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In re J.S.

California Court of Appeals, First District, Second Division

July 8, 2013

In re J.S., a Person Coming Under the Juvenile Court Law. THE PEOPLE, Plaintiff and Respondent,
v.
J.S., Defendant and Appellant.

Contra Costa County Superior Court No. J0900388, Hon. Joni Hiramoto, Trial Judge.

Attorneys for Defendant and Under Appointment by the Court of Appeal: Violet Elizabeth Grayson Appellant

Attorneys for Plaintiff and Kamala D. Harris Attorney General of California Respondent: Dane R. Gillette Chief Assistant Attorney General Gerald A. Engler Senior Assistant Attorney General Eric D. Share Supervising Deputy Attorney General Christina Vom Saal Deputy Attorney General.

Lambden, J.

J.S. appeals from the court’s order that he be temporarily housed at the Department of Juvenile Facilities (DJF), pursuant to Welfare and Institutions Code[1] section 1752.16. He challenges the application of section 1752.16 on a number of grounds, including sufficiency of the evidence supporting its use in his case. We conclude that because section 1752.16 requires a contract between the county and DJF and because the record is devoid of evidence of such a contract, the court had no basis for concluding that section 1752.16 could be utilized in J.S.’s case. We reverse the court’s order that J.S. be housed at DJF and remand for further proceedings.

The court’s order also imposed a number of probation conditions on J.S. J.S. contends that the court was not authorized to impose conditions of probation when ordering him to be housed at DJF. We disagree, because J.S. was not committed to the custody of the DJF.

J.S. also challenges certain probation conditions, or subsets of conditions considered together, as unconstitutionally vague or overbroad, or as unreasonable infringement of his constitutional rights. Several of his challenges have merit and we strike or modify the conditions at issue.

BACKGROUND

I. Factual and Procedural Background

The facts of J.S.’s case are not at issue on appeal and we state them only as necessary to explain the procedural history.

J.S. came to the attention of police when, at 12 years of age, neighbors observed him in sexual activity with an eight-year-old boy. On March 12, 2009, a petition under section 602 was filed, alleging that J.S. committed two counts of lewd and lascivious acts with a child, violations of Penal Code section 288, subdivision (a). J.S. admitted one count and was adjudged a ward of the court. He was placed at Gateway Residential Programs, from which he was expelled for failing to comply with the program’s rules. The court sustained a probation violation and placed J.S. at Martin’s Achievement Place, from which he was expelled for noncompliant and disruptive behavior. The court sustained a probation violation and J.S. was returned to Martin’s Place, on condition that he take medication prescribed by a juvenile hall psychiatrist. The placement was terminated after J.S. placed his hands on the hips of an adult female staff member from behind and started pushing his erect penis against her through his clothing. After a contested probation revocation hearing, the court sustained a probation violation.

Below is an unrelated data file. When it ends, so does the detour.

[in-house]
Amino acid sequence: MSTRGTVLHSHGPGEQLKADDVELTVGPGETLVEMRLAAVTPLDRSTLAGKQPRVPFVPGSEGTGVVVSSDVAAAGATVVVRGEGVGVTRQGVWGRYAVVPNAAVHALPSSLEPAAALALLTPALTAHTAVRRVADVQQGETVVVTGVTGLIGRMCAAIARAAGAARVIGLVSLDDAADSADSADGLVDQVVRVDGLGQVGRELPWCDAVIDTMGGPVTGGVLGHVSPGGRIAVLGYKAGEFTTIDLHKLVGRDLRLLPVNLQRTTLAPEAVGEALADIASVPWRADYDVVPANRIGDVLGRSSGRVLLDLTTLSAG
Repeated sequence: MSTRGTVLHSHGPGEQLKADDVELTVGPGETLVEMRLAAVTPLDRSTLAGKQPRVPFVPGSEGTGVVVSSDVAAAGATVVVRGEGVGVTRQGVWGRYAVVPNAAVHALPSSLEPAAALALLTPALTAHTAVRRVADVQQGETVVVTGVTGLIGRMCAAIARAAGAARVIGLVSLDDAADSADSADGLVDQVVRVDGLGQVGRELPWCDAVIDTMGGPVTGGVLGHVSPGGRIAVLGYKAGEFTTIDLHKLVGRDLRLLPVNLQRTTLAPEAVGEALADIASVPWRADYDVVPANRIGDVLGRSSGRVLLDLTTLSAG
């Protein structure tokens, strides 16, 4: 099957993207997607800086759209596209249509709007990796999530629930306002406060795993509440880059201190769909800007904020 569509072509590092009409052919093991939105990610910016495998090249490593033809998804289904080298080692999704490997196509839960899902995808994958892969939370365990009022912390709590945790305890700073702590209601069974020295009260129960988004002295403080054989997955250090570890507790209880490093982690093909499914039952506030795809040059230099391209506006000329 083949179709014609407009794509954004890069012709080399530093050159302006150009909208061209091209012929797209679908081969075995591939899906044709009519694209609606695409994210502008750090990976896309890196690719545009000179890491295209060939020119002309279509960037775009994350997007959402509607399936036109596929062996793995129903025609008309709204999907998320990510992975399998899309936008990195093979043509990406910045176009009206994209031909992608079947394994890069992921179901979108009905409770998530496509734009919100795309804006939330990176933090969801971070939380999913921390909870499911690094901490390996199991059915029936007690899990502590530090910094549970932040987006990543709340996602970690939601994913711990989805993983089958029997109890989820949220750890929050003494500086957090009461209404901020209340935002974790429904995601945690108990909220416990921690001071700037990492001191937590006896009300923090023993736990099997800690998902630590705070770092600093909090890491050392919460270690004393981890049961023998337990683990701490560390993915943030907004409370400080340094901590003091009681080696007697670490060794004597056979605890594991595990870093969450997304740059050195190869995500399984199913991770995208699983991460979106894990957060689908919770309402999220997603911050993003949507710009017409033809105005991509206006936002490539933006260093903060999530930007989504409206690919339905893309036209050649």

Following a contested disposition hearing on March 28, 2011, the court continued J.S. as a ward of the court and committed him to the custody of DJF for a maximum term of eight years. J.S. appealed and, on May 22, 2012, this court reversed the commitment to DJF, as required by the holding of In re C.H (2011) 53 Cal.4th 94, 97-98 (C.H.). (In re J.S. (May 22, 2012, A131645) [2012 WL 1854300, nonpub. opn.].) However, on April 9, 2010, the juvenile court had already set aside the DJF commitment. At a contested hearing on that date, the court adopted the recommendations[2] made in a probation department report, dated April 5, 2012, and ordered that J.S. be “temporarily housed” at DJF, pursuant to section 1752.16, to be returned to Contra Costa County “when he satisfactorily completes DJF’s Sex Offender Behavioral Treatment” or in 2016 (J.S’s 21st birthday, at which time the court’s jurisdiction over him as a ward would end).

J.S. timely filed a notice of appeal.

II. Legal Background

In C.H., the California Supreme Court held that “a juvenile court lacks authority to commit a ward to the DJF under section 731(a)(4) if that ward has never been adjudged to have committed an offense described in section 707(b), even if his or her most recent offense alleged in a petition and admitted or found true by the juvenile court is a sex offense set forth in [Penal Code] section 290.008(c) as referenced in section 733(c).” (C.H., supra, 53 Cal.4th at pp. 97-98.)

The minor in C.H. had admitted a violation of Penal Code section 288, subdivision (a), and had made little progress in over three years on probation, admitting to four separate violations of probation for failing to comply with program placement rules. (C.H., supra, 53 Cal.4th at p. 98.) The juvenile court “observed that C.H.’s commitment offense... was not an offense falling within the provisions of section 707(b), but concluded that after three years of failed attempts to help C.H. in three different reputable programs, commitment of C.H. to the DJF was necessary so that he would not have access to other potential victims and could receive the benefit of the DJF’s adolescent sexual offender program.” (Id. at p. 99, fn. omitted.) A unanimous court reversed the commitment of C.H. to the DJF, observing that “[a] ward’s commission of an offense described in section 707(b) is... a prerequisite for a juvenile court’s authority to order DJF commitment.” (Id. at pp. 102, 109.)